I know I don’t want to devote my life to making rich companies richer.  I know I don’t want to say one thing and do another.  And I know that if I can inspire people to see what’s important and make changes accordingly in their own lives, then I will be satisfied with mine.  What does this all add up to?  I have no idea.  But I guess acknowledging and expressing it are the first steps to finding out.  I get frustrated that my life seems to be full of new begingings, but it occurs to me from time to time that’s it’s what I was meant for.  That at least satisfies me.

I wonder what my brother would tell me to do.  I wonder what he’d be doing now.  I wonder how different my life would be if he’d stayed home from work that day.  And most of all, I wonder what all this wondering is going to produce.

Time will tell.

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Scent of a…Me.


Coco Channel once said “A woman wearing the wrong scent has no future.”  Well!  I have been searching for my signature scent for most of my life to no avail.  Yes, I wear perfume.  But I often wonder if it’s the right perfume.  I want my husband to be driven wild with desire by just smelling it.  I want it to waft by in the street and for people to say to each other “Who IS that woman???  She smells divine!”  I want it to be exclusive, mildly expensive, and chic.  A long, long time ago, when I worked in a Muffin Break that is now something else, I used to serve a man every morning who smelled so good it left me reeling.  He worked at the investment firm next door, he wore an overcoat, and I would have done pretty much anything for him had he asked me.  He smelled exactly the way a man should.  He never asked me for anything but coffee incidentally…I think I still had braces on my teeth.

Back to the search for a scent.  A few months ago I found a bottle of Britney Spears Curious in Winners.  My sister used to have it and I’d try it on every once in a while when we lived together.  I liked it.  So I bought it, wore it…and something curious DID happen.  People started to ask me what I was wearing.  They were smelling me…and liking it.  I was browsing in an antique mall when a woman walked into the booth I was in, paused for a moment and then asked  what scent I was wearing.  She said she was very picky, but that I smelled just the way she wanted to smell.  I was immediately embarassed.  “Uhhh…it’s Britney Spears”.  We looked at each other, laughed.  “Well, you could pour it into an antique perfume bottle!”  She said.  It was a good idea, I thought.  I wondered though, what’s the deal?  Did I find my signature scent?  Was it really Britney Spears?!?  I did not foresee this happening!  I don’t walk into gas station bathrooms in bare feet!  I don’t drive my kids around with no carseats.  I do not embody pop princess qualities.  Why does the scent that works on me have to be hers???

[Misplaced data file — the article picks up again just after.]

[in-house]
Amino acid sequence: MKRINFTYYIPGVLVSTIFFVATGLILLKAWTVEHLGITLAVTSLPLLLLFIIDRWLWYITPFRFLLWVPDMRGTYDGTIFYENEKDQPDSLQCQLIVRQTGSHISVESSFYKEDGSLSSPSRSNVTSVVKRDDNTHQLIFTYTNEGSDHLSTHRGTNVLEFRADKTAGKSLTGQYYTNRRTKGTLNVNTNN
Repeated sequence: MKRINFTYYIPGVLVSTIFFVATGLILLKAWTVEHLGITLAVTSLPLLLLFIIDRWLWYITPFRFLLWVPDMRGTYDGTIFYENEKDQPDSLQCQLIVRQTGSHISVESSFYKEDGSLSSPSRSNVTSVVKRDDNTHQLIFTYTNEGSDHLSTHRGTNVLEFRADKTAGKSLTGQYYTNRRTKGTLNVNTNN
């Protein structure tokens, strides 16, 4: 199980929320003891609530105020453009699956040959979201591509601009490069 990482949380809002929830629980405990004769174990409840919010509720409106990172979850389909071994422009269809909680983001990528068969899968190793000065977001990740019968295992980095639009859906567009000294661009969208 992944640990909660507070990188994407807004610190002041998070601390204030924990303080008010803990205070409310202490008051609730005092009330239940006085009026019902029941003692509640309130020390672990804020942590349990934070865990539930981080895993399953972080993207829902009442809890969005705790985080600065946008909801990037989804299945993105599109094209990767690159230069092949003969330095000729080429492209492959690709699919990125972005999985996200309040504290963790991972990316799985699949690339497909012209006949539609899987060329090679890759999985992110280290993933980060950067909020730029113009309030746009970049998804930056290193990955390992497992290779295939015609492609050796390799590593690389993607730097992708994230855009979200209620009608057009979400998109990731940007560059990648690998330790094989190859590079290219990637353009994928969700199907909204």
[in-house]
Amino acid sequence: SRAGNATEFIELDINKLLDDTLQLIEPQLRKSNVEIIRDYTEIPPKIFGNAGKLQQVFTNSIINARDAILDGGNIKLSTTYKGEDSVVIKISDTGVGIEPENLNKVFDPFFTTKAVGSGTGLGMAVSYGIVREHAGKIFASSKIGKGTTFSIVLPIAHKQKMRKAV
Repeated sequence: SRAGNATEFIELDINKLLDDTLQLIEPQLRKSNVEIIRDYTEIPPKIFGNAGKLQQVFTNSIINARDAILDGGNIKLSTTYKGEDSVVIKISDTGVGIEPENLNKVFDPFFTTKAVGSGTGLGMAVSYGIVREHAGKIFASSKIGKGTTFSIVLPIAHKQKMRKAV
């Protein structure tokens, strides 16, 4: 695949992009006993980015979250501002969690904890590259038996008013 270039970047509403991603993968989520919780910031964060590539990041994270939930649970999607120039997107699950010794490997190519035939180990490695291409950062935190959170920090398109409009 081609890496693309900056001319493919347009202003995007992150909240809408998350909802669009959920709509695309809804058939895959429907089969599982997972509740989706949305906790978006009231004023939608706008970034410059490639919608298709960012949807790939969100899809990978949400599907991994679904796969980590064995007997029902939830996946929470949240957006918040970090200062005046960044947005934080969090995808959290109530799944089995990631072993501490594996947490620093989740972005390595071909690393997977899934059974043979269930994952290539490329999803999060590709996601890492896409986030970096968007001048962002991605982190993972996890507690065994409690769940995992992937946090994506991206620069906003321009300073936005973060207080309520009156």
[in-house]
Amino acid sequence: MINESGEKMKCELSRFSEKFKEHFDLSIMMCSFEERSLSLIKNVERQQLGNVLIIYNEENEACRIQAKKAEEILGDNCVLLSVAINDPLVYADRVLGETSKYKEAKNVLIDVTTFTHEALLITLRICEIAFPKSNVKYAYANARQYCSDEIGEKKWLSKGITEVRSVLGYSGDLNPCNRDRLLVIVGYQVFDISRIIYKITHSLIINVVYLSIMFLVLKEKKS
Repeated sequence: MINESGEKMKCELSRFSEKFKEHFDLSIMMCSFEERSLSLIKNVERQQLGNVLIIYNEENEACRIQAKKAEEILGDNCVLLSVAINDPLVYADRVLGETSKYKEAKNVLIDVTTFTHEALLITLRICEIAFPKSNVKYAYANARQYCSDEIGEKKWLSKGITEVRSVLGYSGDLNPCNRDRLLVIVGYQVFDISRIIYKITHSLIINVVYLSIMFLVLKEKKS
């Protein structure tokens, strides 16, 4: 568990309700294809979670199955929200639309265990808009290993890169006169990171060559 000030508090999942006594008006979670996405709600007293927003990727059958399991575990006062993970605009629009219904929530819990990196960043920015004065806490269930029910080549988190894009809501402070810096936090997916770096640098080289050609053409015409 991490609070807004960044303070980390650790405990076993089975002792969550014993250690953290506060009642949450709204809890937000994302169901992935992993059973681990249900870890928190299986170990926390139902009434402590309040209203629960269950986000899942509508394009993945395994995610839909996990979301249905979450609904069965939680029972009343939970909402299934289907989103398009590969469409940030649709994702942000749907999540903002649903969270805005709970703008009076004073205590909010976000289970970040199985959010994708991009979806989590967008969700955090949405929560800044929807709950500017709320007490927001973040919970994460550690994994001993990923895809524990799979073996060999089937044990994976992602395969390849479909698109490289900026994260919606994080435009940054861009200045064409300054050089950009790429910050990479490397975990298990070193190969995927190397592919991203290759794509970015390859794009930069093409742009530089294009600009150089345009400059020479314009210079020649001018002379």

I thought about it awhile, and maybe it doesn’t matter.  I tend to build up ideas of how things will be, and make it impossible for them to turn out the way I want them to.  The goal was to find the scent that makes me memorable, and I suppose I have.  For now.  Maybe I have to learn to be happy for good results, not insist on perfect journeys.  When does life ever look exactly the way we’d imagined it?

I actually came across Britney’s newer scent, Midnight Fantasy in Winners just a week ago, and bought it.  People seem to like that one too.  At least it has a nicer bottle…

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douche maneuvre turned lightbulb moment